Atoms are dependably uniform—you would have a hard time, for instance, telling one rubidium atom from another. Many atomic properties have been measured to extraordinary precision: The frequency of an electronic transition in a cesium atom, for ex- ample, is used to define the unit of time. With atoms being so well characterized, it is possible to use them as probes—to look for tiny changes in their properties stemming from interactions with other atoms or the environment. It helps if the atoms are extremely cold. When cooled to a fraction of a degree above absolute zero, atoms are easier to control, and their
quantum properties come to the fore. More than 20 years ago, scientists
cooled an atomic gas to the point where most of its atoms slumped to the
lowest energy state, forming a Bose-Einstein condensate (BEC). Now,
there are plans to send a small kit to the International Space Station, where
researchers can create a long-lasting BEC to study the nature of matter
and, possibly, gravity.
Back on Earth, physicists using the advanced tools of atomic and molecular physics have begun to address deep questions: What are the basic symmetries of the universe? Are fundamental constants actually constant? How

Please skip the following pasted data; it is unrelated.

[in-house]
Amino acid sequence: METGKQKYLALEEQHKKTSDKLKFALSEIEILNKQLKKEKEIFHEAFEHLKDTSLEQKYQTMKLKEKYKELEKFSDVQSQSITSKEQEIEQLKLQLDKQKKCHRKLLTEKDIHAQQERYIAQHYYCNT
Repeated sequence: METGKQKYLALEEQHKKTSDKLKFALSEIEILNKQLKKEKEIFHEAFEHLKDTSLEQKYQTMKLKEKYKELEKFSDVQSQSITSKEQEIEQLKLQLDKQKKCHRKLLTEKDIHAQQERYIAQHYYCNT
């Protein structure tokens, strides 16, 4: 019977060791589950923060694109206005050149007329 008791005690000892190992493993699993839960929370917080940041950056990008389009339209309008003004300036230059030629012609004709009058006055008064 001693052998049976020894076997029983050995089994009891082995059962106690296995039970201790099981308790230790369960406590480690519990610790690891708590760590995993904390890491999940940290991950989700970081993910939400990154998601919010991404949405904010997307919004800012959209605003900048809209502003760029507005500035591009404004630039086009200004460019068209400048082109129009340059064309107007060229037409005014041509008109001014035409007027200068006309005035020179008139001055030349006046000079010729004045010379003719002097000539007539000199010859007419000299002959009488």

do interacting particles form matter? What happens to molecules in chemical reactions? Although there are more traditional approaches to answering
these questions—using particle accelerators, astrophysical observations,
numerical simulations, and tools of condensed matter physics and chemistry—the extreme tunability and relative simplicity of ultracold matter
experiments make them a compelling alternative.
Trapped in orbit p. 986
Probing the frontiers of particle
physics with tabletop-scale
experiments p. 990
Quantum simulations with ultracold
atoms in optical lattices p. 995
Cold molecules: Progress in quantum
engineering of chemistry and quantum
matter p. 1002
c RESEARCH ARTICLE BY P. PURI ET AL.
Artistic depiction of ultracold atoms (shown
with atomic orbitals) loaded into an optical
lattice. Blue and red respectively indicate
frozen and mobile states.